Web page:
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Ratification of Education Sector Settlements

Ratification of Education Sector Settlements

The largest ever set of pay settlements in the primary sector, negotiated by the education union NZEI Te Riu Roa, has been ratified by a strong majority of members.

The ratification of the 300 million dollar package covers collective agreements for school support staff, primary school principals and teachers, and teachers and principals in area schools. Most of the agreements were reached late last year and went out for ratification last month. They affect the vast majority of NZEI’s 46,000 members and deliver a four percent annual pay increase for up to three years, depending on the expiry date of each agreement.

For support staff, often known as the education sector’s “invisible workforce”, it is their largest pay increase in eight years.

Primary teachers also won 10,000 management units – additional pay given to primary schools to financially recognise teachers who are taking on extra leadership responsibilities. Area school teachers secured an additional 400 units.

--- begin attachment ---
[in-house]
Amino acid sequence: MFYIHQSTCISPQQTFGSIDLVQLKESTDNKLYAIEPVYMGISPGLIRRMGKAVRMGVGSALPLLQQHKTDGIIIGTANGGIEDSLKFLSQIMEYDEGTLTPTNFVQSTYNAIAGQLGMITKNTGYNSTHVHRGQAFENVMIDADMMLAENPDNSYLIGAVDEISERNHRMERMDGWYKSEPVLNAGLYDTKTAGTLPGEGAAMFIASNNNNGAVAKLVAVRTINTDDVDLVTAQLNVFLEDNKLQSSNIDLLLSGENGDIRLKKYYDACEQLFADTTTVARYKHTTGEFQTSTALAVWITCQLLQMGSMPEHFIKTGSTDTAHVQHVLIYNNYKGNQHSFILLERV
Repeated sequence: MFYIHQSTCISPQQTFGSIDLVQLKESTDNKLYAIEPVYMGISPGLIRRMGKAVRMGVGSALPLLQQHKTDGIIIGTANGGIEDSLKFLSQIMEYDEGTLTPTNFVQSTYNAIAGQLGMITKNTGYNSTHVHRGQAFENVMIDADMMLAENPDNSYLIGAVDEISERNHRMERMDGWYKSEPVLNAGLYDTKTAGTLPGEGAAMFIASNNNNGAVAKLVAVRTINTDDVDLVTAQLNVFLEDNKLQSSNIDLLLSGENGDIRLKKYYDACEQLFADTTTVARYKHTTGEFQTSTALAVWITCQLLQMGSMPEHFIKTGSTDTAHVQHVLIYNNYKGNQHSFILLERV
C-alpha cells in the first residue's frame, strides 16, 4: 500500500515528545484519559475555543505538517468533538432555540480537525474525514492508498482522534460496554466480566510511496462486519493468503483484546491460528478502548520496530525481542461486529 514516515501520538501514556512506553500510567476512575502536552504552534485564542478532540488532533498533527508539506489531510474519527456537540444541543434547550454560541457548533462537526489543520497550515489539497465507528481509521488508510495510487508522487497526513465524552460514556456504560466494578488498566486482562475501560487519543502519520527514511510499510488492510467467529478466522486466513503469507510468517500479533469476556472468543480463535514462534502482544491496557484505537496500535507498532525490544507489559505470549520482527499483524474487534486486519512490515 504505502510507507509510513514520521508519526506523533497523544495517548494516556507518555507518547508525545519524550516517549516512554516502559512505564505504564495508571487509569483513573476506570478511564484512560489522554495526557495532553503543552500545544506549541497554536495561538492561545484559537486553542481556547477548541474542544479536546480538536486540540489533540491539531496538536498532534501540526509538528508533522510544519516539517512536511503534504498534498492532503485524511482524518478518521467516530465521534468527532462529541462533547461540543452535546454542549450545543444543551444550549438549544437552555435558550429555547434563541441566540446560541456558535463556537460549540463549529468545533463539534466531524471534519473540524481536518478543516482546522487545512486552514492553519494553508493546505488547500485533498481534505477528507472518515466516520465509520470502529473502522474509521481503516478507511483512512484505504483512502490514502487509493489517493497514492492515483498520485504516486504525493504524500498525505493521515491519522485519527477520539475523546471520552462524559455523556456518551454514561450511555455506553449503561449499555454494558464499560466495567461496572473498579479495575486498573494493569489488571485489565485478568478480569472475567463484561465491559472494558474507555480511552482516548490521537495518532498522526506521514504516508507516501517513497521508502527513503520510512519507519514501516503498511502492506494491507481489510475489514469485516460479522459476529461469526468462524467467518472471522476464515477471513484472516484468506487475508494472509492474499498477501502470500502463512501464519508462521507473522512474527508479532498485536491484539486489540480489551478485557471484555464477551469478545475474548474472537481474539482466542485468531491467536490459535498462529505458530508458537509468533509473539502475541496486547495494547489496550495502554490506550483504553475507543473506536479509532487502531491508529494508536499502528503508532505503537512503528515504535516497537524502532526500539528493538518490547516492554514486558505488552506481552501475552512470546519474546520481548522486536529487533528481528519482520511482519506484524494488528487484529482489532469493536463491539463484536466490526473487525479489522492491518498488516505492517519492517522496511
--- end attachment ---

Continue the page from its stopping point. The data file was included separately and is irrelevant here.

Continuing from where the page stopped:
NZEI welcomes the ratification and the government’s recognition of the need to make significant improvements in the sector.

NZEI National President Frances Nelson says “having the agreements ratified gets the school year off to a settled start.”

“Ratification also brings confirmation of the quantity of resources going into the system to enable us to focus on developing a career path for middle and senior school leaders. For support staff there is a commitment in their agreement, to investigate their pay scales to try and address issues of low pay and lack of job security,” she says.

NZEI also believes the settlements acknowledge the need to encourage teachers and principals to stay in the profession, at a time when teacher supply is very tight.

Ms Nelson says “the reported baby boom is another ‘wake-up call’ around teacher supply over the coming years. We have three years for the early childhood sector and five years for primary to ensure we have enough experienced teachers to meet the demand of the higher birth rate and also the introduction of lower teacher:student ratios.”


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